Realising this can, understandably, bring on a sense of hopelessness. Questions begin to surface: "If this is all a game, am I just wasting my time? What’s the point? What am I doing with my life?"
However, once you come to terms with the game, you can then start working out how to beat it. Through strategic decision making based on the analysis of how others play, you can start to maximise your chances of success. This process is known as ‘game theory’.
Game theory is mainly used in economics, politics and psychology. First formalised by Von Neuman and Morgastern in 1944, researchers have since debated whether game theory can solve marketing problems, in particular as a tool to predict competitive behaviour.
Game theory is mainly used in economics, politics and psychology
Although it’s generally agreed that game theory could be an excellent tool, it’s actual use in present day marketing practice is very rare. This is because many see game theory as being too empirical to work with marketing, which by its nature is highly subjective.
The issue is that game theory analyses the behaviour of rational players, whose decisions can be predicted, and any deviation from the norm easily explained. On the other hand, marketing exists to control consumer behaviour, which is usually irrational and affected by many different, often unidentifiable factors - such as feelings and desires - which can’t be predicted or quantified.
Game theory also ignores the marketing department’s role in creating and protecting a brand image. The uncertainty of public opinion means that a decision that’s technically the most logical or rational might not actually be the best approach in terms of publicity.
It’s therefore impossible to apply game theory fully to marketing. However, it can still be used as part of a wider marketing strategy, as a "mixed" approach.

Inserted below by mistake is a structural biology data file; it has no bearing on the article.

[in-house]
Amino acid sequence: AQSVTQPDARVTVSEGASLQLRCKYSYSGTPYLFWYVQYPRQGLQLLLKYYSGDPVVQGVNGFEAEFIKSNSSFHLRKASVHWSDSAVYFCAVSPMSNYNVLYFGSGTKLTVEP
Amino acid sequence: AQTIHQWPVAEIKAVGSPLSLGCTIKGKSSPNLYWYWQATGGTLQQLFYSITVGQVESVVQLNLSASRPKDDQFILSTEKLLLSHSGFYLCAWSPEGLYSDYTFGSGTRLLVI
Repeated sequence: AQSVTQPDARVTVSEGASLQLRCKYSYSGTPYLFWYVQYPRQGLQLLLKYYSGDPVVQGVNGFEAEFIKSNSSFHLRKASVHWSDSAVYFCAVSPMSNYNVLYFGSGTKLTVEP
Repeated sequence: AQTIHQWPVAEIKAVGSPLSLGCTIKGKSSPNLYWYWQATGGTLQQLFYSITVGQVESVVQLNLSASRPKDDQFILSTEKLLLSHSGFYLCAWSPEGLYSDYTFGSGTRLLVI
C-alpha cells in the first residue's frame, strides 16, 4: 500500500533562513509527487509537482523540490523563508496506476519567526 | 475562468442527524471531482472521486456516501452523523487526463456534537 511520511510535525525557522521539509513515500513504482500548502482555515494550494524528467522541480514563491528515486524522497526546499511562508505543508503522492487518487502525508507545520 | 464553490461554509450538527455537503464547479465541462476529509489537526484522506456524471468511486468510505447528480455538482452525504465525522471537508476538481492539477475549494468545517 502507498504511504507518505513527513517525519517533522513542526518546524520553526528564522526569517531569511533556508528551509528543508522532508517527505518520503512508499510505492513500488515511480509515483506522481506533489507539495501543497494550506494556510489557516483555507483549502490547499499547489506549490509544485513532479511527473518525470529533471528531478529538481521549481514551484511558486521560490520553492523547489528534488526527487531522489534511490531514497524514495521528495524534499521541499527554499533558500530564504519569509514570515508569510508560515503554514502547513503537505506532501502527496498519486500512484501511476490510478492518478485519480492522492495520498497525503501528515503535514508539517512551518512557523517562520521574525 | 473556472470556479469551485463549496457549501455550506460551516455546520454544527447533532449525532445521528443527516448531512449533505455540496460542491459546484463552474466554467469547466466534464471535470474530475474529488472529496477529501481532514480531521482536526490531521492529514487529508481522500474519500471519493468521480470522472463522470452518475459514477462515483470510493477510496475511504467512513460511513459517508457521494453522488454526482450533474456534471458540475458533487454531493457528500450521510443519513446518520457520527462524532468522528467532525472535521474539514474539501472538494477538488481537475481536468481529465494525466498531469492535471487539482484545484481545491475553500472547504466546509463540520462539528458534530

One practical example of how this can be done with inbound marketing is through the use of lead nurturing software like Marketo or Pardot. Lead nurturing is all about creating a ‘customer journey’ and guiding those who enter the journey as prospects to the end of the line, where they finish as customers. This can be achieved by baiting the prospect with different kinds of content and automating further actions based on what they engage with.
The trick is to rationalise the consumers’ decisions as much as possible, leading them down a controlled path where their actions can be predicted and responded to in the most effective way possible.
For example, if you’re marketing sports equipment aimed at either golfers, footballers or tennis players, your best bet for getting leads back to your site is to identify which sport they play, and to provide them with content that’s most useful to them. This, in turn, increases the chance of them converting.
So, the first email you send out might have three pieces of content: one aimed at golfers, one at footballers and one at tennis players. If, for example, the lead opens the piece aimed at golfers, the second email they receive can offer them exclusively golfing content - perhaps an article giving tips in how to make the perfect drive.
You can even pigeonhole your leads further at this point. How serious a golfer are they? Are they just starting out, are they hobbyists, or are they pros? This helps you send even more specific content, aimed at helping your lead achieve their goals and overcome their challenges. Crucially, you also tell them at this point how your good and/or services can make them better golfers.
Game theory can be used in this situation because limits are placed on the number and type of player. In this situation, you can use logic and empirical evidence, in the form of A/B testing, to predict which moves will be made and, ultimately, to maximise the probability that a lead will convert.
Although this is a very specific example of how game theory can be used in marketing, there are several other situations that have also been suggested. In his 2011 paper "Game theory as a marketing tool: uses and limitation", Gandolfo Dominici, from the University of Palermo, explores its use in advertising, pricing, product decisions and distribution.
Perhaps the reason why it hasn’t been used so much in marketing to date isn’t because it’s impossible, but because it’s just very challenging.
Dominici concludes that, despite providing several examples of how it can work, the main issue with using game theory in marketing is that the consumer doesn’t make product choices by considering tangible costs and benefits, but by thinking and choosing according to the emotional and symbolic value of the goods. This defies logic and, therefore, defies game theory.
However, as long as a situation can be rationalised - as in the example above - then game theory can prove very useful. Perhaps the reason why it hasn’t been used so much in marketing to date isn’t because it’s impossible, but because it’s just very challenging.
Whether the potential rewards are worth the effort depends on the individual situation. However, in the notoriously competitive world of marketing, it might just be what’s needed to give you a competitive edge.